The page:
The Gonzales Replacement Dilemma

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Chip Somodevilla / Getty

Attorney General Alberto Gonzales leaves after announcing his resignation, August 27, 2007.

After the Watergate scandal exposed how deeply the Nixon Administration had reached into the Justice Department to attack its enemies and strengthen its hold on power, President Gerald Ford appointed the career lawyer and academic Edward Levi to restore trust in the institution. With just over one year remaining in Ford's term, Levi instituted sweeping reforms, created the public corruption division and established guidelines to prevent the resources of the department from being used as a lever of power.

With 16 months remaining in President Bush's term, some Democrats on the Hill are hoping the White House will look to Levi as an example for whom to pick to succeed Alberto Gonzales. "All we ask is that you choose somebody who puts the rule of law first," said Senator Chuck Schumer, who was the loudest voice among Democratic leadership calling for Gonzales's head. He then finished his thought with a thinly veiled threat: "We're not looking for confrontation here."

With a battle already raging over its Iraq strategy, confrontation is exactly what the Bush White House wants to avoid. Heated confirmation hearings that drag into the klieg lights all the Administration's dirty laundry over wiretapping, detainees and the firing of U.S. attorneys could play right into the Democrat's hands. Bush will be looking for candidates who can make it through the confirmation process and won't ignite another firestorm. That said, Bush will be wary of bringing on board a Cabinet member who is hostile to his convictions about the supremacy of executive power in wartime. "The best combination is someone whom the President respects," says Philip Heymann, Harvard Law professor and former deputy attorney general, "but is willing to be independent."

The next Attorney General will have to contend with the perception that Gonzales's office was an annex of the White House. Also, both Ashcroft and Gonzales had strained relations with Congress that won't be easy to repair. But not impossible. The Bush Administration showed it can nominate a Cabinet member who can patch things up with Congress when it selected Robert Gates to replace Donald Rumsfeld as Secretary of Defense.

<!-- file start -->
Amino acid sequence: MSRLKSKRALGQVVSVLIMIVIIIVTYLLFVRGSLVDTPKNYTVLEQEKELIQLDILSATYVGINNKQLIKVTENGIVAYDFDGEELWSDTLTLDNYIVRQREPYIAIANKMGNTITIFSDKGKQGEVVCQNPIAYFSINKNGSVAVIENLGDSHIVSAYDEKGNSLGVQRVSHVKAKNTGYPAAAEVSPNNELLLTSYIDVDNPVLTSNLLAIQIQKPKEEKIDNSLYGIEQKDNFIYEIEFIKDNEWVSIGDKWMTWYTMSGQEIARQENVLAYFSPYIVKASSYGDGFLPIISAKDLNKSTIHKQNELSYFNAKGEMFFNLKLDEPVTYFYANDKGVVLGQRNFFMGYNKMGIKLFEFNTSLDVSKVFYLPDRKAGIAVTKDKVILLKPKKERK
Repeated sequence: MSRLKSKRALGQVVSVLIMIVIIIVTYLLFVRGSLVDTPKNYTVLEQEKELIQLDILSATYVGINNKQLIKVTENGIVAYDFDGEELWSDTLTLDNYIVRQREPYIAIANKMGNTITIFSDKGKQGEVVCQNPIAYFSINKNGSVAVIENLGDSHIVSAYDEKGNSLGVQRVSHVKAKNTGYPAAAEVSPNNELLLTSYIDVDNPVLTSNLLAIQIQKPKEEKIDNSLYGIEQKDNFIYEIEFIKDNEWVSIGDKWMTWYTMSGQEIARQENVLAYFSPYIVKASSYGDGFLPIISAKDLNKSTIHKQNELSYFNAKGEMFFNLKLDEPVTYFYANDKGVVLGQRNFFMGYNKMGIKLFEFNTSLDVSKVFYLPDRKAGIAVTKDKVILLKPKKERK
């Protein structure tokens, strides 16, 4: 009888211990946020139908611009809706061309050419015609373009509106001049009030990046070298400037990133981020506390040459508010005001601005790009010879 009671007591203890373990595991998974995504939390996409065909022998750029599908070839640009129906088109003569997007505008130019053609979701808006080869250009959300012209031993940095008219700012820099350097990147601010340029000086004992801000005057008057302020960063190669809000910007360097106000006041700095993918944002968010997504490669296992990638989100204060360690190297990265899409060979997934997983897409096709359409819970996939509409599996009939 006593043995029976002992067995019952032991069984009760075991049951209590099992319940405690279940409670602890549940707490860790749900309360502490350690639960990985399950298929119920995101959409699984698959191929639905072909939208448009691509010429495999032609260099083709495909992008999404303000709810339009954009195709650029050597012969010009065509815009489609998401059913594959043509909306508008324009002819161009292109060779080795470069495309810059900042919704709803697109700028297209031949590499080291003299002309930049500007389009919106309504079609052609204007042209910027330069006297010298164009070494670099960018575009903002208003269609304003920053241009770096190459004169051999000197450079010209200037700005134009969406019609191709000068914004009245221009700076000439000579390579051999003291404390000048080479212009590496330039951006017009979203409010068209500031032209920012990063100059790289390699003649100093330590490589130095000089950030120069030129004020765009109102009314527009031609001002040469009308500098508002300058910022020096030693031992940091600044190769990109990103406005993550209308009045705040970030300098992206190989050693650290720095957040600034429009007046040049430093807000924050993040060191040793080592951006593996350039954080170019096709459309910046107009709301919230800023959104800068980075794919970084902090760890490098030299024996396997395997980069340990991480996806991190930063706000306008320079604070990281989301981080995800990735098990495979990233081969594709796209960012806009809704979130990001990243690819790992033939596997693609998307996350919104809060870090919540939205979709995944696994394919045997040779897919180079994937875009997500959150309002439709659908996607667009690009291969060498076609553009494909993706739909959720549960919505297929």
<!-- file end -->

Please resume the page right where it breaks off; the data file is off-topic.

Initial speculation over Gonzales' permanent replacement focused on Homeland Security Secretary Michael Chertoff. Chertoff would presumably stand a good chance of avoiding a bitter confirmation fight, since he has already sailed through three different confirmations in front of Congress. But his young department's missteps in the aftermath of Hurricane Katrina have made him new enemies on Capitol Hill. Schumer called Chertoff's potential confirmation "hardly a slam dunk." Also, senior staff at Homeland Security are concerned that Chertoff's early departure would be disruptive for a department still in its formative years.

Other names that have been floated include familiar Justice Department officials like former Deputy Attorney General Larry Thompson and former United States Solicitor General Ted Olsen, and elder statesmen like Lawrence Silberman, a U.S. appeals court judge and co-chair of the commission that investigated the intelligence failures leading up the Iraq War, and John Danforth, the former Senator and ambassador to the U.N.

In the meantime, the current Solicitor General, Paul Clement, will step in as Acting Attorney General when Gonzales leaves on Sept. 17. Though tapping the Solicitor General is an unusual move, there is some logic to the choice. Clement already took on some narrowly defined duties from Gonzales in April when the Gonzales recused himself from functions of his department that touched on the U.S. attorneys scandal in which he was a central figure. Also, Clement, in his role as Solicitor General, was tasked with deciding whether or not to seek a special counsel to investigate the legality of the U.S attorneys' firings and the NSA wiretapping program. Ascending to Acting Attorney General puts Clement in the awkward position of taking on the responsibilities of an office he was, just a few months ago, weighing whether to investigate.

Clement, who has argued more 40 cases before the Supreme Court, is well liked by lawyers both inside and outside the Justice Department. Neal Katyal, a Georgetown Law professor who argued in front of the Supreme Court against Clement in the case of Osama bin Laden's driver Salim Ahmed Hamdan, describes Clement as "extremely bright, quite conservative and quite fair." Adds Katyal: "One of the most intimidating things about arguing against him is he stands up at the podium with no notes."

What Clement could bring to the job that Gonzales lacked is political acumen. Early in his career, Clement served as a senior staff member of the Senate Judiciary Committee, experience that could serve him well as he takes over a department that has had a rocky recent relationship with Congress. It's possible that Bush would leave Clement in office for the remainder of his term. The President chose pointed compliments when he announced Clement would be stepping in for Gonzales. "Paul has a reputation of fairness," said Bush, "and earned the respect and confidence of the entire Justice Department."